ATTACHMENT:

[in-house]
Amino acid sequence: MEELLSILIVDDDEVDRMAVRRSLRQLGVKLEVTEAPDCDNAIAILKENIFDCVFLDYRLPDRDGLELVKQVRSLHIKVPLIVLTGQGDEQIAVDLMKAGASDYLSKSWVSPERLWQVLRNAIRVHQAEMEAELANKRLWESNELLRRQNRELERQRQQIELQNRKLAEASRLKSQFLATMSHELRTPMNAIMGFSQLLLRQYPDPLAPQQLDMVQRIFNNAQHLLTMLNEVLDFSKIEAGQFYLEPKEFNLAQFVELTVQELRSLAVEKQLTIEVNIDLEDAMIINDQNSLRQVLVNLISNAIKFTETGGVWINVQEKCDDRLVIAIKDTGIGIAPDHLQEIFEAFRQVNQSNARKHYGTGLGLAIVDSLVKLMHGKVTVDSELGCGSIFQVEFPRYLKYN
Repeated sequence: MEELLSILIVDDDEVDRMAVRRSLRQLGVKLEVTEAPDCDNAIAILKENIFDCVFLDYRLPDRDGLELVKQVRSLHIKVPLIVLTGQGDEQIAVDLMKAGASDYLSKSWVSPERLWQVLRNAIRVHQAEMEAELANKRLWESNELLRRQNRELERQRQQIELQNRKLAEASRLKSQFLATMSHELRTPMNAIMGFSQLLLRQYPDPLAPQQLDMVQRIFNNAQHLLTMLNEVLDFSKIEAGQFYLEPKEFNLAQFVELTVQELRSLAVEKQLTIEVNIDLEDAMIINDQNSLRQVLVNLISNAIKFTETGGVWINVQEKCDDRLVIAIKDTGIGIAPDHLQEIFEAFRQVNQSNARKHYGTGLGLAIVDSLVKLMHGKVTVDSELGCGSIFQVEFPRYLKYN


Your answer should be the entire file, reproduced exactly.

[in-house]
Amino acid sequence: MEELLSILIVDDDEVDRMAVRRSLRQLGVKLEVTEAPDCDNAIAILKENIFDCVFLDYRLPDRDGLELVKQVRSLHIKVPLIVLTGQGDEQIAVDLMKAGASDYLSKSWVSPERLWQVLRNAIRVHQAEMEAELANKRLWESNELLRRQNRELERQRQQIELQNRKLAEASRLKSQFLATMSHELRTPMNAIMGFSQLLLRQYPDPLAPQQLDMVQRIFNNAQHLLTMLNEVLDFSKIEAGQFYLEPKEFNLAQFVELTVQELRSLAVEKQLTIEVNIDLEDAMIINDQNSLRQVLVNLISNAIKFTETGGVWINVQEKCDDRLVIAIKDTGIGIAPDHLQEIFEAFRQVNQSNARKHYGTGLGLAIVDSLVKLMHGKVTVDSELGCGSIFQVEFPRYLKYN
Repeated sequence: MEELLSILIVDDDEVDRMAVRRSLRQLGVKLEVTEAPDCDNAIAILKENIFDCVFLDYRLPDRDGLELVKQVRSLHIKVPLIVLTGQGDEQIAVDLMKAGASDYLSKSWVSPERLWQVLRNAIRVHQAEMEAELANKRLWESNELLRRQNRELERQRQQIELQNRKLAEASRLKSQFLATMSHELRTPMNAIMGFSQLLLRQYPDPLAPQQLDMVQRIFNNAQHLLTMLNEVLDFSKIEAGQFYLEPKEFNLAQFVELTVQELRSLAVEKQLTIEVNIDLEDAMIINDQNSLRQVLVNLISNAIKFTETGGVWINVQEKCDDRLVIAIKDTGIGIAPDHLQEIFEAFRQVNQSNARKHYGTGLGLAIVDSLVKLMHGKVTVDSELGCGSIFQVEFPRYLKYN